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Lupita-NyongStory By: Darwin Campbell,

African-American News&Issues

When 31-year-old Lupita Nyong’o stepped on the stage to receive her award for the best supporting actress at the Oscars for her role in “12 Years A Slave”, it is clear that Black is beautiful.

Wearing a sweet Nairobian blue princess gown and accessorizing her flowing gown with a diamond-studded headband and a big smile, she demonstrates that the days of associating Black with negative and ugly are waning.

But it was the words of this African princess, that sent a strong message out to young Black girls and women worldwide and should change how they feel and should look at themselves.

No matter where you are from, your dreams are valid,” she said in her acceptance speech.

She is a woman who has cut a path that extends worldwide and has the power to change the lives of any Black child living in any country.

She was raised in Kenya and educated in the Unites States. She is a graduate of the Yale University School of Drama’s Acting program.

Her father, a Kenyan Senator and college professor, was in Mexico as a visiting lecturer in political science. In March of 1983 during his vist, Lupita was born in Mexico City to Dorothy and Peter Anyang’ Nyong’o. The family returned to Kenya for her upbringing and as a teenager she later traveled to Mexico to learn Spanish.

She read film studies at Hampshire College in Massachusetts and after working as a production assistant on several films, graduated from Yale School of Drama.

In the past, the color Black has not been looked upon favorably and pushed aside as a color with no life, no vibrance and character.

Dating back to the 1940’s, color preferences were studied and conclusions about Black were startling.

According to the “think-tank” The Black Institute, Kenneth Bancroft Clark and Mamie Phipps Clark were two Black psychologists that conducted important research among children and both were highly active in the Civil Rights Movement.

Kenneth Bancroft Clark would later become the first Black President of the American Psychological Association.

Together the pair founded Harlem Youth Opportunities Unlimited, though they were perhaps most well-known for their experiments in the 1940’s using dolls to study children’s ideas, attitudes and opinions about race.

The Clark study, as it was called, was used as evidence in the Brown vs. Board of Education case.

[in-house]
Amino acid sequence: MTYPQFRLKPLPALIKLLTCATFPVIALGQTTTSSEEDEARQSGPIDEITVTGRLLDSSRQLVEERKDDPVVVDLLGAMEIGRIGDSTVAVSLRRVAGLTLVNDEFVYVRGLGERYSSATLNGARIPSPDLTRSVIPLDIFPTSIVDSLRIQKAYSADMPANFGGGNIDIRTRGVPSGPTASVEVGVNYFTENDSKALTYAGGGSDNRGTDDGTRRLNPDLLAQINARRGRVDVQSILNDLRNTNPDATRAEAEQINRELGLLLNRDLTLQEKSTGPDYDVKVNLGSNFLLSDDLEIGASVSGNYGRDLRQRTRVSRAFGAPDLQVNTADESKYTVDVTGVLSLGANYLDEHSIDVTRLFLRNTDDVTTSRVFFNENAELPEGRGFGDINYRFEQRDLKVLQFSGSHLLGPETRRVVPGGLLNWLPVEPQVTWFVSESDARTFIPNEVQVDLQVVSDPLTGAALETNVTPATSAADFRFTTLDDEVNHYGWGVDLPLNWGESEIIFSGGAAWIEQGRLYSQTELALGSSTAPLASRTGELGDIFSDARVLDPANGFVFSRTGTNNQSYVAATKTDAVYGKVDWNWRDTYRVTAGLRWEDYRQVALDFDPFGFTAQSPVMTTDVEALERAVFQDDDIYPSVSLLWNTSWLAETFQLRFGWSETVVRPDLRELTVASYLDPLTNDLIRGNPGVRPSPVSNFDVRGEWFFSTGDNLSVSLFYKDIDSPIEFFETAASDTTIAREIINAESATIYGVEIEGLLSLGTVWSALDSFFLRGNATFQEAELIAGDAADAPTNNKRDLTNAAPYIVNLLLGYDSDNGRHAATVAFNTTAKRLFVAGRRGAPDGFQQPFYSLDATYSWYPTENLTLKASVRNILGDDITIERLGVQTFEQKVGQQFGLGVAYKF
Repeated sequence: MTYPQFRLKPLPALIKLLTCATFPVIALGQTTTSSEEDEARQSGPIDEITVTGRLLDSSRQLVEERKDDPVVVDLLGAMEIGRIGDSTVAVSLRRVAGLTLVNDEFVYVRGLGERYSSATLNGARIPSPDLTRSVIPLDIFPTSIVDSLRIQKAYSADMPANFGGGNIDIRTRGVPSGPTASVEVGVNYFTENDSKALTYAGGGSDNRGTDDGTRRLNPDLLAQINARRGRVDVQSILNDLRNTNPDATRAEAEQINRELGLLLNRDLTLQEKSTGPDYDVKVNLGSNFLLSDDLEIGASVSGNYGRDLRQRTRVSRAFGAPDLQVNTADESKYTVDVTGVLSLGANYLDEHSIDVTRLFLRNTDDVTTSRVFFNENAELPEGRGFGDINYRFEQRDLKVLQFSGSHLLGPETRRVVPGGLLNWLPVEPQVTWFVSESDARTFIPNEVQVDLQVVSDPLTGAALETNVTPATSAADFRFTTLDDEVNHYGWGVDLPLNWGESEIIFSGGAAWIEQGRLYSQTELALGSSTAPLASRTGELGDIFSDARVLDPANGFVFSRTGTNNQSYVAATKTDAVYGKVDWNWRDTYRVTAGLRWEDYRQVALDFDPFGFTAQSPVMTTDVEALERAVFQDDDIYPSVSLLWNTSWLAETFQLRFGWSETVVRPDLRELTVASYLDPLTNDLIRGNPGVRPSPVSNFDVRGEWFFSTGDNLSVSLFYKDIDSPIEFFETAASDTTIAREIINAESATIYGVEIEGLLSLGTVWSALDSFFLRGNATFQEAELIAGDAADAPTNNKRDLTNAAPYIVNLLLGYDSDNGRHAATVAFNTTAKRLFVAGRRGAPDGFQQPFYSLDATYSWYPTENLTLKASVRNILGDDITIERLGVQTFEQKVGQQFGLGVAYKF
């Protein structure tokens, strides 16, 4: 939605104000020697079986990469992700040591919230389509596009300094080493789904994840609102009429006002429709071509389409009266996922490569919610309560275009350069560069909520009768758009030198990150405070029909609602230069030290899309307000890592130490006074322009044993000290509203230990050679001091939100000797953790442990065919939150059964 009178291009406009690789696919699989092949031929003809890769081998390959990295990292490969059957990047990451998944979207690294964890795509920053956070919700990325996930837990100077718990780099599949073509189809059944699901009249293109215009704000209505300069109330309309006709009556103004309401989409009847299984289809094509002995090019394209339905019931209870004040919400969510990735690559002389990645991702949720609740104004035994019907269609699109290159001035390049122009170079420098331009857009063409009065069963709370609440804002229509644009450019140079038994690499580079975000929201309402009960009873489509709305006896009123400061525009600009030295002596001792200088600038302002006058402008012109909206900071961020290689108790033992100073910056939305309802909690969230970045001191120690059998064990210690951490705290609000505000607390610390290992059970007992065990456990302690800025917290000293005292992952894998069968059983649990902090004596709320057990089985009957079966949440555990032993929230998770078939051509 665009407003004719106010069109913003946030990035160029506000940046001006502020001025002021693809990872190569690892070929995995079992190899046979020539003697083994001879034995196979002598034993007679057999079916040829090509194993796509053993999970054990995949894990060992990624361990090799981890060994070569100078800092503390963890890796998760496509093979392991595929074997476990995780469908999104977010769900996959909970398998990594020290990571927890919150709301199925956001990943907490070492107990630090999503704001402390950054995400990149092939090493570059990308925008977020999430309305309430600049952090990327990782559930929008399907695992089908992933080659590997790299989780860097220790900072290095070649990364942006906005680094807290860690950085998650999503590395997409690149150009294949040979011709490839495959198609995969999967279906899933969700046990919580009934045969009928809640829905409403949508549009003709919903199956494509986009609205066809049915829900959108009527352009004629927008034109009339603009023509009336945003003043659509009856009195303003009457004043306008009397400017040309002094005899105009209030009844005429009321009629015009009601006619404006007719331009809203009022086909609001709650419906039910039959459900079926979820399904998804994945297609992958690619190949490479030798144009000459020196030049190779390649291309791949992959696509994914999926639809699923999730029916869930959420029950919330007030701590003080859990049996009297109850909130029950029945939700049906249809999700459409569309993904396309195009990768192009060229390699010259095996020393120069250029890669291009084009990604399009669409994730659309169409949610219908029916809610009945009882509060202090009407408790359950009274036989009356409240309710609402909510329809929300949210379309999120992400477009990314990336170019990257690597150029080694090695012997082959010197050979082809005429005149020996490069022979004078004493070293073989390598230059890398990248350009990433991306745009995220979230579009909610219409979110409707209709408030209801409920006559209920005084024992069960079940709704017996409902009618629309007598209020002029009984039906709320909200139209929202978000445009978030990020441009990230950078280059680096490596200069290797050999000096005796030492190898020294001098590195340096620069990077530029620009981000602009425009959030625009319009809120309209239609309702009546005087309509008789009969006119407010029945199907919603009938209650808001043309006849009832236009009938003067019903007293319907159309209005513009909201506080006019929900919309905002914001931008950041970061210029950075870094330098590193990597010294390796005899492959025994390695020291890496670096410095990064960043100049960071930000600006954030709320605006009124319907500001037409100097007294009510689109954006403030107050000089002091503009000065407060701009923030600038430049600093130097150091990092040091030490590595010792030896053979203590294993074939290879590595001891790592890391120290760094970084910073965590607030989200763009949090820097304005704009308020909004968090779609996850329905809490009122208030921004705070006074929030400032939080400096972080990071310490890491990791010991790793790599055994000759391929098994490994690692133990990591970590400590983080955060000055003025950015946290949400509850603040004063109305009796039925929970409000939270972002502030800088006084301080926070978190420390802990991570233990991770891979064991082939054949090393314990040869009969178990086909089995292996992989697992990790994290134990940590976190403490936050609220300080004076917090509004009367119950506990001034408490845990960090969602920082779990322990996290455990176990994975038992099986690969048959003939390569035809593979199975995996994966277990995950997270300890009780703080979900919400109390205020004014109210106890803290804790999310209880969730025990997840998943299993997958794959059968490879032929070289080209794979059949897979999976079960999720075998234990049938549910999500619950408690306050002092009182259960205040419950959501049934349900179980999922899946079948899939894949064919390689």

The doll experiment showed that Black children overwhelmingly preferred White dolls to Black dolls, and that this preference sprung from a feeling that the White dolls were good and pretty, while the Black dolls were bad and ugly.

In 2005, a similar study duplicated the doll experiment to see how much, if anything had changed regarding children’s perceptions when it comes to skin color and value.

During the test, 15 out of 21 children that participated in the study, both male and female, preferred the White doll.

The mission of The Black Institute is to shape intellectual discourse and dialogue and impact public policy uniquely from a Black perspective which includes all people of color in the United States and throughout the Diaspora.

From the original doll experiment to the peak of the Civil Rights movement, Blacks have struggled with the image of that Black is a bad color.

Nyong’o big win at the Oscars, changes the perception of Black and her beautiful words do justice to every youth currently having second thoughts about skin color.

It is time to proclaim that Black is Beautiful and insist on the respect for Black beauty in every aspect of society.

The lighter the brighter, the closer to white the better” idea among us is no longer acceptable. We must stop yielding to the idea and insisting amongst ourselves that fair-skinned Blackness is superior to Black skin.

It is up to us to reverse the trend of little Black girls and boys walking down the streets and seeing advertisements promoting the idea that being Black is bad and White is better.

When children, adolescents and adults alike (but especially children) see these images, it creates a subliminal value system. It says these are the images that are worth using. These are the images that are most valuable and will make you successful.

According to the institute report, Black people have the power to change the trend, build on the momentum of open the door wider on understanding and respecting Black. It is up to Black people to be proud of Blackness and stand behind the premise that “Black is Beautiful”.

If we stand behind Black is beautiful, perhaps when the doll experiment is done again in the future, the results will be different.